| By Robert Vamosi |
New research on the Stuxnet worm suggests USBs will be an active malware vector in the future.
Turning off Autorun features in Windows might seem like a viable defense against USB-based malware, but turning off Windows Update for automatic drivers might be a better strategy.
USB drives can carry a dangerous payload
If you still believe that USB drives are not vulnerable to security threats, research presented last week at this year’s Black Hat D.C. security conference (home page) might change your mind. In his talk, “Beyond Autorun: Exploiting software vulnerabilities with removable storage,” IBM X-Force Advanced R&D researcher Jon Larimer showed several ways in which USB devices can, without a user’s knowledge, load malicious content. He showed how malware can execute on your PC even if you have disabled the Windows Autorun feature. (Microsoft Support article 967715 has instructions for disabling Autorun.)
Larimer was one among several presenters at Black Hat who examined the latest information about the Stuxnet worm, which is spread though USB devices — including external drives. Stuxnet is one of a new breed of computer worms that attack computer-controlled industrial machinery. In the most widely reported case, a Stuxnet worm damaged Seimens nuclear centrifuges by altering their frequencies and destablizing them. Now that this attack method has succeeded, Stuxnet probably won’t be the last worm to disable critical machinery. Nor will it the last to spread via USB drive.
A brief history of removable media–based malware
Malware infections through removable media are nothing new. If fact, most of the early personal-computer infections were passed by floppy disks because they were not yet connected to networks. In his presentation, Larimer gave the following historical summary of malware passed by disks, CDs, and USB devices:
- Elk Cloner: The earliest known malware to spread by removable media, this virus (Wiki page) was released in 1982 and attacked the Apple II OS.
- Brain: The first MS DOS floppy disk–based worm, Brain (Wiki page) showed up in 1986 and celebrated its 25 anniversary this week.
- Roron: In 2002, the Roron worm (page) made use of autorun.inf on networked drives.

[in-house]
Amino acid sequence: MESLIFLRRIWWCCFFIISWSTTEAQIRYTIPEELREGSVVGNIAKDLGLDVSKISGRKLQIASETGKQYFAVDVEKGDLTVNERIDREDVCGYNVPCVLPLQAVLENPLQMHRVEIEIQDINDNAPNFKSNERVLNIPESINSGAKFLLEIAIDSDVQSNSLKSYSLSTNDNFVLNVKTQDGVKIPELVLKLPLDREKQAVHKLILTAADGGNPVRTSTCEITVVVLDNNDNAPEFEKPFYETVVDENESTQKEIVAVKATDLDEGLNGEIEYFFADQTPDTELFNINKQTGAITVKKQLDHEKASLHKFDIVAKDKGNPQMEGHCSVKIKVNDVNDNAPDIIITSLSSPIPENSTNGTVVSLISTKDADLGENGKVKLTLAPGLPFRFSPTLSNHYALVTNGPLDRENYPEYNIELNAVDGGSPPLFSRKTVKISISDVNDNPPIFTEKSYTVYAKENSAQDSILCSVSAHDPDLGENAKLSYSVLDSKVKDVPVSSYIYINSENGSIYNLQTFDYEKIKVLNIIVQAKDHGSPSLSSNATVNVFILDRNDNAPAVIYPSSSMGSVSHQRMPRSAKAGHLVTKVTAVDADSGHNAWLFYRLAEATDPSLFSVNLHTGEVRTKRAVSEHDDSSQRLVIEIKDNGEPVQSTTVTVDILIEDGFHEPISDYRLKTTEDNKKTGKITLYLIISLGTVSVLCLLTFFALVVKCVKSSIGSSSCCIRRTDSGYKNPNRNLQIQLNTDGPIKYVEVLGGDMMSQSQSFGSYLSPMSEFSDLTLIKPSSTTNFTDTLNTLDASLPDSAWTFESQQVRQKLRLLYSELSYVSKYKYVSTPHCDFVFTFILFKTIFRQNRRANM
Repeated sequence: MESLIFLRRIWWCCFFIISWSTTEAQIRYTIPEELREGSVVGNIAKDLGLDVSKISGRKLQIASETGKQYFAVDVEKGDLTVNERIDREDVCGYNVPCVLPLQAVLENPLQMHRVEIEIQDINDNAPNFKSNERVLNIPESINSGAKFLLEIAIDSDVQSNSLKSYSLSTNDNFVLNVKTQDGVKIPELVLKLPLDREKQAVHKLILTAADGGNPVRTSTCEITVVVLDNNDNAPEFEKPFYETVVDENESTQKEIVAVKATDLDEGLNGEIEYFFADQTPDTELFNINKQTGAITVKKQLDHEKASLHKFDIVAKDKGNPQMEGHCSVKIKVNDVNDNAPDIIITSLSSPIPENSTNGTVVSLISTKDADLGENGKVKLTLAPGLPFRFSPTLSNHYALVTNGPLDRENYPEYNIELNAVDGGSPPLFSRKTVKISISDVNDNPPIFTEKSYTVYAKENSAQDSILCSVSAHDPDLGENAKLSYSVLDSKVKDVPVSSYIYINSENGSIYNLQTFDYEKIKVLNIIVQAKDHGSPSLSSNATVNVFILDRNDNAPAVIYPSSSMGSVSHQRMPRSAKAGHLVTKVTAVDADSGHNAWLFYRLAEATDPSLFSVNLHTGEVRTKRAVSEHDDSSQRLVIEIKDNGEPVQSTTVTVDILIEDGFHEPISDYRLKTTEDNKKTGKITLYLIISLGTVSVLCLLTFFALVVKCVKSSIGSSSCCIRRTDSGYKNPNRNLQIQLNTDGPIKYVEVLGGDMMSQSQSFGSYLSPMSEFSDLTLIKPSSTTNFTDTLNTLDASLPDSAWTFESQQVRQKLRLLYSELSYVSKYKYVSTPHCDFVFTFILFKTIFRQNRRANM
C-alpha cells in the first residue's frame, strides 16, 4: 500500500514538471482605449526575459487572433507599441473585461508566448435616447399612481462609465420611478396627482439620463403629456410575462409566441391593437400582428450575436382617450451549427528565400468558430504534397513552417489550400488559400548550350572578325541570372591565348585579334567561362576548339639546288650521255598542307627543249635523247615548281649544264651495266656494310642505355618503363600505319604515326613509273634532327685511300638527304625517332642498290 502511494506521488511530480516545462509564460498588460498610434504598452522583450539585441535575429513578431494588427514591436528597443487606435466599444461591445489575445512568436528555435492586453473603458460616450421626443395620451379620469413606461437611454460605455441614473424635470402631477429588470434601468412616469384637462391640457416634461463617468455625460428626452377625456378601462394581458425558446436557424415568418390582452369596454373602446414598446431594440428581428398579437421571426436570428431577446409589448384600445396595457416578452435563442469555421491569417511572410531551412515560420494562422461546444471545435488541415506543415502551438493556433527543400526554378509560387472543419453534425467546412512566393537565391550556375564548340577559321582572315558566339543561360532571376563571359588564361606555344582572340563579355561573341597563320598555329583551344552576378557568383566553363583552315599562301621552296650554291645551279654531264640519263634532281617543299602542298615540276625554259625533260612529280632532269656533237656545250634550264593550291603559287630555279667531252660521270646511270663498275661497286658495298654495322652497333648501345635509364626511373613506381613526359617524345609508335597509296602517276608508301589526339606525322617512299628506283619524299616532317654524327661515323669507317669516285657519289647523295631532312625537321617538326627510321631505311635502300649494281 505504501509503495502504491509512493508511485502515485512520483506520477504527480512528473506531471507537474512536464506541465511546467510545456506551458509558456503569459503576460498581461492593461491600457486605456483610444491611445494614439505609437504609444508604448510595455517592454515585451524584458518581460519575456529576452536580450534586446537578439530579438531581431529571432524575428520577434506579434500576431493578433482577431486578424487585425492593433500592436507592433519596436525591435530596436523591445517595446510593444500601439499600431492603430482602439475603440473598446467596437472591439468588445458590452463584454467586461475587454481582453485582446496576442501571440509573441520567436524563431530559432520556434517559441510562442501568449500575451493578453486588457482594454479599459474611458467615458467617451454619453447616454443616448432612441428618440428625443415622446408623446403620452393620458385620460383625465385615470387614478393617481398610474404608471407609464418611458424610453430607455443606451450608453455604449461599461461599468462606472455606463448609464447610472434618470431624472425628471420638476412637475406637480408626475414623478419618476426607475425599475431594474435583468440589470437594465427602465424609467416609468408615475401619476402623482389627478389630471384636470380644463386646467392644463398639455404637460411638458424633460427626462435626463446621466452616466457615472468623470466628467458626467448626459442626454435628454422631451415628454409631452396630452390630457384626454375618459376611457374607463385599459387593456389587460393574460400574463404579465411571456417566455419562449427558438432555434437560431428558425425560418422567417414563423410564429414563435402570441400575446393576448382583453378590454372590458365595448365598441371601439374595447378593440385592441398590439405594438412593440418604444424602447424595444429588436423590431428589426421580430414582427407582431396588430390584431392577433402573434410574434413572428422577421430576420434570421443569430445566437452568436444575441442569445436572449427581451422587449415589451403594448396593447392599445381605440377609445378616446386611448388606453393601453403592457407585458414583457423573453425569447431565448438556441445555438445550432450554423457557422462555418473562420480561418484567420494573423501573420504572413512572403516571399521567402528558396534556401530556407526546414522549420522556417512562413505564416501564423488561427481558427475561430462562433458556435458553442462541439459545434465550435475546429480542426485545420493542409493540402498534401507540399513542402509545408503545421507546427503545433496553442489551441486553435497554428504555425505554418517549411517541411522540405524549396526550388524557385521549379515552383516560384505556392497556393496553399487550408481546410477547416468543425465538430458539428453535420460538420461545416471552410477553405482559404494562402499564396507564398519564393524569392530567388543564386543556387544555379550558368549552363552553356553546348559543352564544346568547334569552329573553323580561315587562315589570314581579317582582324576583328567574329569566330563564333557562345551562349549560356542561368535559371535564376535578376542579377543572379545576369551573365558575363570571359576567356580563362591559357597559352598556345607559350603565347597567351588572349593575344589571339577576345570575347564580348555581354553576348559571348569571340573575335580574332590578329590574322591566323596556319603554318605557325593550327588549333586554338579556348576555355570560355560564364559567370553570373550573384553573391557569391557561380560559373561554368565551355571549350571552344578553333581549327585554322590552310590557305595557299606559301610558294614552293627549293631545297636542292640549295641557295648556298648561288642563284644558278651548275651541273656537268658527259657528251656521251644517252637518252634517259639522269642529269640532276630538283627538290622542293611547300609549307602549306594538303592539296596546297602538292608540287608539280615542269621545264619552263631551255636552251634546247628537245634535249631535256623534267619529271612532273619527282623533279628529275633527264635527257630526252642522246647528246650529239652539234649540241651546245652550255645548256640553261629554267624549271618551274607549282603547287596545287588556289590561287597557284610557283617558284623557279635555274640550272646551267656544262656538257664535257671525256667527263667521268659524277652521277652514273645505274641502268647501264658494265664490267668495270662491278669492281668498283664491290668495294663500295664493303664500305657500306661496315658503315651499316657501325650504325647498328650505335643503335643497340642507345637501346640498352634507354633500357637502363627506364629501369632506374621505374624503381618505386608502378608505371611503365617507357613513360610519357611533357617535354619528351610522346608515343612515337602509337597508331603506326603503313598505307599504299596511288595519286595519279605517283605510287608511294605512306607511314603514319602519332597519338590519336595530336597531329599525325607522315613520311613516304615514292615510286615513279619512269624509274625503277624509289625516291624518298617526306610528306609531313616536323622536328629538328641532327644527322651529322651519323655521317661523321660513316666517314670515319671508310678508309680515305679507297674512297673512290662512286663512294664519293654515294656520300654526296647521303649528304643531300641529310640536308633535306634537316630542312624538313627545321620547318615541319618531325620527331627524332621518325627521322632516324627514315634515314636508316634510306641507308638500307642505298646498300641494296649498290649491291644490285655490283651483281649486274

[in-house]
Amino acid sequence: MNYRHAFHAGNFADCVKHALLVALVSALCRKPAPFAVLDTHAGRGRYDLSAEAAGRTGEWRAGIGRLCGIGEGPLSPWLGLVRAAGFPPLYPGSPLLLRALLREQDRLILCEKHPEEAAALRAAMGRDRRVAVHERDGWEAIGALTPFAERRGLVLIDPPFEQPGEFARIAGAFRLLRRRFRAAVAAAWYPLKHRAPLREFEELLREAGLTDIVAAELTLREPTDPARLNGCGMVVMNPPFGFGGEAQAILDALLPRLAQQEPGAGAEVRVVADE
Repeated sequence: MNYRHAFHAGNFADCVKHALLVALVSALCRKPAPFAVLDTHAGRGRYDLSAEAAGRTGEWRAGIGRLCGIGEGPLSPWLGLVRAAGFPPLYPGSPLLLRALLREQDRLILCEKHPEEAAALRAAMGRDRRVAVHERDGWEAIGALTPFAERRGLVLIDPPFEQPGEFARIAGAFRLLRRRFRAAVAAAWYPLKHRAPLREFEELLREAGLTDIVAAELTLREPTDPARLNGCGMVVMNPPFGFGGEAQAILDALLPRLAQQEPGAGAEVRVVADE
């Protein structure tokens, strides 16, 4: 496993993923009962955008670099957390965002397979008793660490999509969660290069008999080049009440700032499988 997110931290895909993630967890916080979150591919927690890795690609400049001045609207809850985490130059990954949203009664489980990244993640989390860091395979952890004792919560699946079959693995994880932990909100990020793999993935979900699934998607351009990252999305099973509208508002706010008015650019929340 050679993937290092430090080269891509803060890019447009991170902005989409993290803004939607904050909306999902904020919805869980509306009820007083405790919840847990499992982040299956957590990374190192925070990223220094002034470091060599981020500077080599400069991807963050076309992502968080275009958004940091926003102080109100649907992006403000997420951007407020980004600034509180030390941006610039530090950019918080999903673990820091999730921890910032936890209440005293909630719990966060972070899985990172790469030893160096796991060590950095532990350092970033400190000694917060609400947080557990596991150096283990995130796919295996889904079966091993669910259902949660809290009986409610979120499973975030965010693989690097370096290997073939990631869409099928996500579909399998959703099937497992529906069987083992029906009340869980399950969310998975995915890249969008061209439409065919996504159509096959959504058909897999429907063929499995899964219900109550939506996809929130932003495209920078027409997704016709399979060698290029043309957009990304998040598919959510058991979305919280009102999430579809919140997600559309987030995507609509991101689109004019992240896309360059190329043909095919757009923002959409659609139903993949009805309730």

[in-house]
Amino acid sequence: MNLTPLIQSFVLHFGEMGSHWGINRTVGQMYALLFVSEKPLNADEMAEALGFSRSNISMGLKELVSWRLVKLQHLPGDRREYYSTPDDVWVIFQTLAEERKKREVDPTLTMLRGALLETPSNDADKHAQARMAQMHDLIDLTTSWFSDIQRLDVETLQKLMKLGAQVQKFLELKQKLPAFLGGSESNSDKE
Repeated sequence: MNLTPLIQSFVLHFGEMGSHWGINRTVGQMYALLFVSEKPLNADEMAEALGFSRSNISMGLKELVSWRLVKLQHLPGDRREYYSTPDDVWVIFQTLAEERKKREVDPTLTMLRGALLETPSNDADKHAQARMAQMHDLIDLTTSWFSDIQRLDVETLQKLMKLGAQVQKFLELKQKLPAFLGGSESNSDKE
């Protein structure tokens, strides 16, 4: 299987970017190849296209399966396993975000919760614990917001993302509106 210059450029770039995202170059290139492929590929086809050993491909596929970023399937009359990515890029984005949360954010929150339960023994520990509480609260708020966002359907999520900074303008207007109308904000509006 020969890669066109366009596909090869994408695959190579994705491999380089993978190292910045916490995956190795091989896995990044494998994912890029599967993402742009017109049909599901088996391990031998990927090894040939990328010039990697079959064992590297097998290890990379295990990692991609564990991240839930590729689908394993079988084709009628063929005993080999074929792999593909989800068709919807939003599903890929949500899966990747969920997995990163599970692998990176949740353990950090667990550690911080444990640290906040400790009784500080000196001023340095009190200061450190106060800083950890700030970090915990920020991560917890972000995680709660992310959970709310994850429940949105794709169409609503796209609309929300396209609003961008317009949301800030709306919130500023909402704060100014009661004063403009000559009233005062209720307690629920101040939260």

- Bancos: In 2004, the Bancos worm (page) exploited CD-ROM discs.
- SillyFD-AA: The first malware to spread via USB, this 2007 worm (info page) did so by creating its own autorun.inf file.
Citing this example, Larimer stated that, even on Windows systems without Autorun enabled, external devices remain a viable malware vector for the near future.
Windows 7 restricts the use of Autorun
Autorun — specifically, the autorun.inf file — was originally designed to automatically execute programs from a CD. The Windows XP SP2 update extended Autorun’s capability to USB devices. But Windows 7 reversed this progression; Win7 allows AutoPlay for apps on optical media (CDs and DVDs) but not on USB devices. Larimer said he doesn’t know of any successful public exploits of the USB stack in Windows 7.
However, Win7’s AutoPlay still has a serious vulnerability. In normal use, AutoPlay pops up a dialog box and asks users what they’d like to do with media files it found on the removable device — play a music file, for example? But according to Larimer, AutoPlay also automatically reads and parses other types of files such as the vulnerable LNK file icon handler used by the Stuxnet worm. Thus, a malicious file need only execute such a vulnerability and bypass Autorun altogether.
Many ways to trigger malware on USB devices
Larimer outlined several ways that malware can exploit external drives. For example, when any device is inserted into a USB port, it gives the Windows operating system information needed to load the correct drivers. Windows then loads the driver through the Plug-and-Play manager. If no driver exists, Windows searches Windows Update for one.